The funny thing about a cancer anniversary is that you are very excited to be alive to celebrate an anniversary, and at the same time you hate having a cancer anniversary. Who wants their life measured by that kind of milestone?
I wanted to have something profound to write about, but as my life slowly returns to normal and my days become busy with activity, my contemplation time is minimized and I once again get caught up in the mundane details of normal life.
I still get Herceptin treatments every three weeks. They wipe me out. My body is getting healthier, and the effects of Herceptin feel stronger in contrast.
My hair is growing in, thick and curly. It is common for post-chemo hair to be curly. It generally returns to normal after a year or so. My very supportive family teases me, telling me I look like:
|The mom on Sid the Science Kid (PBS)|
My mom, on the other hand, thinks I'm beautiful and can't stop taking my picture. Moms are the best!
I've spent some time reflecting on this past year, what I have learned and how I have changed. In so many ways, I'm not the same person I was a year ago. Here are the results of my reflections:
1. I've developed an eternal perspective. This life is fleeting. The cares of this world, that seem so very important, are temporary.
2. I'm free from fear; fear of death, fear of man, fear of failure. I fear God, and Him alone.
3. I can face life's trials with joy and full confidence that God is in control, that He is good, and that He will work everything out for my best and for His glory.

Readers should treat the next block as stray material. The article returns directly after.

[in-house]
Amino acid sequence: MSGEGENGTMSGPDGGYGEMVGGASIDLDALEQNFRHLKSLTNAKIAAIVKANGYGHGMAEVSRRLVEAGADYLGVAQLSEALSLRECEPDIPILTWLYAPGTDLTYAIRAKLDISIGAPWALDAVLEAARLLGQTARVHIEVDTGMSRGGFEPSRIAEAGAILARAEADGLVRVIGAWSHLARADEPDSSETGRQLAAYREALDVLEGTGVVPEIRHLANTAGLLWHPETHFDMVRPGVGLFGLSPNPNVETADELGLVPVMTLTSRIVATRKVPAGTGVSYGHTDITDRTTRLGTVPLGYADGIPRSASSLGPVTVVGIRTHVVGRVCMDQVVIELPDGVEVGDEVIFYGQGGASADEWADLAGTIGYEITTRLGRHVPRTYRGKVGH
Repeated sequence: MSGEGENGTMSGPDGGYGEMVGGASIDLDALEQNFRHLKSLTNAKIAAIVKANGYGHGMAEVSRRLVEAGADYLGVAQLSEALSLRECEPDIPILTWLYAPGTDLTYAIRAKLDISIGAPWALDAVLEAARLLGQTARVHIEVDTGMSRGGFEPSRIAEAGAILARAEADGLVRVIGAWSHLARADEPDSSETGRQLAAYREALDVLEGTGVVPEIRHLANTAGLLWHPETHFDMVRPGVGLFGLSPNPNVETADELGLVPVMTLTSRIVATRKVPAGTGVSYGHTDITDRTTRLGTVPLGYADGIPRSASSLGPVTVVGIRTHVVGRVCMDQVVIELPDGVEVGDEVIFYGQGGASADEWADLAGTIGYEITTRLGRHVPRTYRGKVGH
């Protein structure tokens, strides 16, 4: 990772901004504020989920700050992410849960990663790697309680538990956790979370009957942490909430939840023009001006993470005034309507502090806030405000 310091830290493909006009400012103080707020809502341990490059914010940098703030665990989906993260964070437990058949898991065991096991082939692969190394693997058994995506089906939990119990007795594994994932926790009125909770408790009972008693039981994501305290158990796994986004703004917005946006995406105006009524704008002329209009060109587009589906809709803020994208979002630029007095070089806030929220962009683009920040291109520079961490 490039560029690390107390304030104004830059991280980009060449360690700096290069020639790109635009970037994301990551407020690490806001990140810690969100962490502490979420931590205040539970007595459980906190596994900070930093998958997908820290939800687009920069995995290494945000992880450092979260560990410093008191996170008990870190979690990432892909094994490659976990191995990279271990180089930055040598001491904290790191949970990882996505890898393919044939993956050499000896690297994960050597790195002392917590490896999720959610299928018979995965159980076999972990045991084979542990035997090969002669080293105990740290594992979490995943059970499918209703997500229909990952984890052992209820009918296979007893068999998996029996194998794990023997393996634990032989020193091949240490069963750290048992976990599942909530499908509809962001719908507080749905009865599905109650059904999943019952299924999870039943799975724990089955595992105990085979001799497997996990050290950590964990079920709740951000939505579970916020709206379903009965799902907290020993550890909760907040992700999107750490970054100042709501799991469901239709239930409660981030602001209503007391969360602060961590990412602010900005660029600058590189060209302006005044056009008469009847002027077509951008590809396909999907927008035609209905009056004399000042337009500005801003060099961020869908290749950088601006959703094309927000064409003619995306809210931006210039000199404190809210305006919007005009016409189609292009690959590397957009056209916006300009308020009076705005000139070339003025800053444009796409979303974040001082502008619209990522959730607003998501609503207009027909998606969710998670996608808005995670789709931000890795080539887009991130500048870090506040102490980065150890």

4. I've let go. I've surrendered control. I walk by faith. I trust the Lord in a way I never did before.
5. I find joy in the little things, even things I used to despise, like house work. I love cooking. I love my little girl's constant, demanding cries for "Mommy! Mommy! MOMMY!" I love listening to my boys play, talk, and create. I love every moment of life, even the difficult ones.
6. I'm purposeful. I've learned to focus on what's important, and to spend my time accordingly.
7. I'm more compassionate. As I listen to others' trials, my heart breaks and I can't hold back tears as I feel every pain and frustration alongside them.
My friend Jonie once said to me, "I don't love cancer, but I love what it does in us." It changes our hearts, our character and our faith. I am thankful for the things I've learned, and for the opportunities I now have to impact others.
"Therefore, since we are surrounded by such a huge crowd of witnesses to the life of faith, let us strip off every weight that slows us down, especially the sin that so easily trips us up. And let us run with endurance the race God has set before us. We do this by keeping our eyes on Jesus, the champion who initiates and perfects our faith." ~Hebrews 12:1-2